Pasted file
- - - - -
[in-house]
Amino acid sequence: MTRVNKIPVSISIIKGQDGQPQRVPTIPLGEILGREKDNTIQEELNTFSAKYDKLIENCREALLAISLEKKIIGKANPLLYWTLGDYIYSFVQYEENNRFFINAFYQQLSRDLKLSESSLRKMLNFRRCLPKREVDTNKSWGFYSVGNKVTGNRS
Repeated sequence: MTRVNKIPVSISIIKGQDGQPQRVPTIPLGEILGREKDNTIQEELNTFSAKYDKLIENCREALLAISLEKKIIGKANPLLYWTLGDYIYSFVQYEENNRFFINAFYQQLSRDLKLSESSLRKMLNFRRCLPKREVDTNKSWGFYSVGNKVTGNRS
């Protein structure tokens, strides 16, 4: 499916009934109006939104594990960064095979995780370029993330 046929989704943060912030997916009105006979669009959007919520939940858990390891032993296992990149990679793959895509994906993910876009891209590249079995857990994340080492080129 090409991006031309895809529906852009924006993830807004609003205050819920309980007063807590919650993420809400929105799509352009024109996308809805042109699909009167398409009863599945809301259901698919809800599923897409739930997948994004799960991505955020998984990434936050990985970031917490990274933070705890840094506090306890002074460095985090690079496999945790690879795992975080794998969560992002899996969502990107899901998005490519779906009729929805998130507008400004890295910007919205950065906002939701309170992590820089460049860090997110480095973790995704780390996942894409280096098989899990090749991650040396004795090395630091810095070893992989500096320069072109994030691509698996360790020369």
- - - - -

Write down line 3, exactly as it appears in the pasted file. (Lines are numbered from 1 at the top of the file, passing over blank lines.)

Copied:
Repeated sequence: MTRVNKIPVSISIIKGQDGQPQRVPTIPLGEILGREKDNTIQEELNTFSAKYDKLIENCREALLAISLEKKIIGKANPLLYWTLGDYIYSFVQYEENNRFFINAFYQQLSRDLKLSESSLRKMLNFRRCLPKREVDTNKSWGFYSVGNKVTGNRS